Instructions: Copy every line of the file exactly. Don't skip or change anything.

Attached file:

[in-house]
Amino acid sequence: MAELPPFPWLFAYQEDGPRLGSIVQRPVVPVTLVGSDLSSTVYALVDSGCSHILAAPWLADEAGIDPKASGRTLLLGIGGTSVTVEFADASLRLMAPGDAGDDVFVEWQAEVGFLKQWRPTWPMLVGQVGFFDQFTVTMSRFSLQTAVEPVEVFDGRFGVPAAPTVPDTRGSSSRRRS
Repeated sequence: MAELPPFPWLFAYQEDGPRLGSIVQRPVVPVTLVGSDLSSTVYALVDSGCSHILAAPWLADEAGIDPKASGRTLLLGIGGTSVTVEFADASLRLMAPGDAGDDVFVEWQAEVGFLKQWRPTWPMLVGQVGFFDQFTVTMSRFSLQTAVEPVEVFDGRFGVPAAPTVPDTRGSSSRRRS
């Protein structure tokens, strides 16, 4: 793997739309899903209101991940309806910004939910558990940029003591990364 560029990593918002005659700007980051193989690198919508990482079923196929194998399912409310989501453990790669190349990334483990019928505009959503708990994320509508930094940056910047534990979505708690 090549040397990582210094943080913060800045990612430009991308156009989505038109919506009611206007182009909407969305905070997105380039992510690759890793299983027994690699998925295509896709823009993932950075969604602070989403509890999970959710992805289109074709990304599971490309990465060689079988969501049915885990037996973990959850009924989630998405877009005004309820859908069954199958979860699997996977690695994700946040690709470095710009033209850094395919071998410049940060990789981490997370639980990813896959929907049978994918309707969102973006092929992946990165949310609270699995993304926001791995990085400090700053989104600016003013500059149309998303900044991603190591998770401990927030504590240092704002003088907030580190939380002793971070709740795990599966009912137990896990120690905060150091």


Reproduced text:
[in-house]
Amino acid sequence: MAELPPFPWLFAYQEDGPRLGSIVQRPVVPVTLVGSDLSSTVYALVDSGCSHILAAPWLADEAGIDPKASGRTLLLGIGGTSVTVEFADASLRLMAPGDAGDDVFVEWQAEVGFLKQWRPTWPMLVGQVGFFDQFTVTMSRFSLQTAVEPVEVFDGRFGVPAAPTVPDTRGSSSRRRS
Repeated sequence: MAELPPFPWLFAYQEDGPRLGSIVQRPVVPVTLVGSDLSSTVYALVDSGCSHILAAPWLADEAGIDPKASGRTLLLGIGGTSVTVEFADASLRLMAPGDAGDDVFVEWQAEVGFLKQWRPTWPMLVGQVGFFDQFTVTMSRFSLQTAVEPVEVFDGRFGVPAAPTVPDTRGSSSRRRS
């Protein structure tokens, strides 16, 4: 793997739309899903209101991940309806910004939910558990940029003591990364 560029990593918002005659700007980051193989690198919508990482079923196929194998399912409310989501453990790669190349990334483990019928505009959503708990994320509508930094940056910047534990979505708690 090549040397990582210094943080913060800045990612430009991308156009989505038109919506009611206007182009909407969305905070997105380039992510690759890793299983027994690699998925295509896709823009993932950075969604602070989403509890999970959710992805289109074709990304599971490309990465060689079988969501049915885990037996973990959850009924989630998405877009005004309820859908069954199958979860699997996977690695994700946040690709470095710009033209850094395919071998410049940060990789981490997370639980990813896959929907049978994918309707969102973006092929992946990165949310609270699995993304926001791995990085400090700053989104600016003013500059149309998303900044991603190591998770401990927030504590240092704002003088907030580190939380002793971070709740795990599966009912137990896990120690905060150091």